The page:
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Festival Shines Light on Eastern Traditions

Worshipers and visitors listen to the history and meaning of Divali, celebrating the change of seasons as well as Hindu beliefs about the new year based on the lunar calendar.

Members of Laguna Beach’s Hare Krishna Temple marked the beginning and end of a cycle of the Hindu calendar with twinkling lights marking the ancient festival Diwali last week.

Diwali, falling on the night of a new moon between mid-October and mid-November, signals one of the year’s most important holidays throughout much of Asia.
Durba Samanta, of Irvine, a native of Hyderabad, India, for eight years has attended services at the Hare Krishna Temple, and recounts how the festival is celebrated in her homeland. “In India you burst firecrackers on Diwali and light up tons of lamps around your house, symbolizing welcoming goodness and the triumph of good over evil,” she said.
While pyrotechnics were omitted from the celebration in Laguna, the stage of the temple was alight with candles. Bare-footed participants seated on the floor swayed and chanted to beating drums and cymbals that transported them into the ceremony. Depicted on the temple stage were the Pancha Tattva, or five aspects of Krishna, surrounded by fruits, incense, and small candles as patronage to the deities.

“Diwali in India is also called ‘festival of lights’ and is the day Rama returned back from his exile and in his welcome everyone lit up tea lamps everywhere,” temple volunteer Vikas Pathak explained.

A worshiper lights a lamp as part of the Hindu festival of lights.

In honor of this tradition, young and old were invited to light a personal candle and place it at the altar. The ritual is complete by circling the candle seven times to the Pancha Tattva, three times to a statue of Srila Prabhupada, who spread the Krishna movement in the U.S., and once to the congregation before resting the lamp on the altar.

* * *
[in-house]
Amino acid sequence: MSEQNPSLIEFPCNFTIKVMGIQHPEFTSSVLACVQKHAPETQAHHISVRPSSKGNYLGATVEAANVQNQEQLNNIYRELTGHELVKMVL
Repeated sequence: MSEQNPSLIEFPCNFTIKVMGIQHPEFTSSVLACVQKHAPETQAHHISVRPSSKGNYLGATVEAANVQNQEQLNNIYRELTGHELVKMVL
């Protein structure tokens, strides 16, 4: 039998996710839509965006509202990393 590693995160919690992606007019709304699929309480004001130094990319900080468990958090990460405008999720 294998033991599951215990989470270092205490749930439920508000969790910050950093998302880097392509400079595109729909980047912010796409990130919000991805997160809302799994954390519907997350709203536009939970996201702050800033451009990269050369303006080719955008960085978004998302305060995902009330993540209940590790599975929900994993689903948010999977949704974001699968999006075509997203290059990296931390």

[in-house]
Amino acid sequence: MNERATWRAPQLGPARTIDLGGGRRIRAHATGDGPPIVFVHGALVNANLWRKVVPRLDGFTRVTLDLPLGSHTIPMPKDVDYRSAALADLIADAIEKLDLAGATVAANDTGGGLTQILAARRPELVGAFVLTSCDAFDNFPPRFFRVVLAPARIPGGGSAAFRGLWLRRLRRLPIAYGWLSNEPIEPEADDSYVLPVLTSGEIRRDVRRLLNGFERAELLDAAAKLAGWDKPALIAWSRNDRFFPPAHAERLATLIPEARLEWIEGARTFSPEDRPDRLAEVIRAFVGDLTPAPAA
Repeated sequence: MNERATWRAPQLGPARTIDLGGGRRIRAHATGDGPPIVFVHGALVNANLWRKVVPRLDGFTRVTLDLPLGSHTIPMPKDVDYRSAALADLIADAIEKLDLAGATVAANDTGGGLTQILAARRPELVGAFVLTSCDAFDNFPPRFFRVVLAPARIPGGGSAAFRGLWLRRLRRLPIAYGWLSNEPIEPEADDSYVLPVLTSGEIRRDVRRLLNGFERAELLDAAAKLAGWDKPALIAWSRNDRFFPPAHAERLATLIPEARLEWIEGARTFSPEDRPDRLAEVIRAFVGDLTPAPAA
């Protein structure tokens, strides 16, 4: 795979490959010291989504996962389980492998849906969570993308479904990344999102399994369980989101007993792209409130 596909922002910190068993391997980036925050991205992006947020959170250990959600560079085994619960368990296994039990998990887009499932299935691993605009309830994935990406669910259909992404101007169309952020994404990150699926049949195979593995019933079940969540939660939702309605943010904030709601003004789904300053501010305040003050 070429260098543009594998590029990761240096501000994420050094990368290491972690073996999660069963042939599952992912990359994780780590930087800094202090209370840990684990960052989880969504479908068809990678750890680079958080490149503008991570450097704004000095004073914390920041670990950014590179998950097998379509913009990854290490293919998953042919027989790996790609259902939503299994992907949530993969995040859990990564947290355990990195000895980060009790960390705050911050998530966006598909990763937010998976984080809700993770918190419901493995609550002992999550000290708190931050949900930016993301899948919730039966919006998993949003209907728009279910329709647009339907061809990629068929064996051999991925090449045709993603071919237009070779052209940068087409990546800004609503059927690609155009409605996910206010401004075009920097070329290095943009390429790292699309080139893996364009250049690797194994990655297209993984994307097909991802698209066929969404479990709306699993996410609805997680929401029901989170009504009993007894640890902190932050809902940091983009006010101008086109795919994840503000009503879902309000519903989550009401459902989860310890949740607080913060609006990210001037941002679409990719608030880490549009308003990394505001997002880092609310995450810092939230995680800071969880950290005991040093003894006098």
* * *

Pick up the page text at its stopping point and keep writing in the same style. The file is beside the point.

Tukaram Das, president of the temple established in 1979, spoke to worshipers about the significance of Diwali and the cycle of love and optimism that it embodies at the weekly Sunday night service.
“We celebrate all of the major Hindu holidays and we do them in a very traditional, audience participatory way and we always make it a point to explain everything in English for a western audience, so people can really identify with and understand all the exotic rituals that are going on,” said Das, whose movement took root in Laguna beginning in 1968.

The festival culminated with a feast of vegetarian Indian food prepared by the priests and their apprentices.  Over merry conversation and laughter, people lined the floor with plate and bowl in hand to commune while enjoying the banquet.

“It’s like a Hindu New Year because this is when the Hindu calendar starts over again, and it is like a Christmas because everyone gives each other presents. Diwali is like every fun celebration wrapped up in one,” said Samanta.

Hayley Toler is a  history major at Cal State Fullerton.

 

 

 

 

 

 

 

 

 

 

 

 

 

 

 

 

 

 

 

 

 

 

 

 

 

 

 

 

 

 

 

 

 

 

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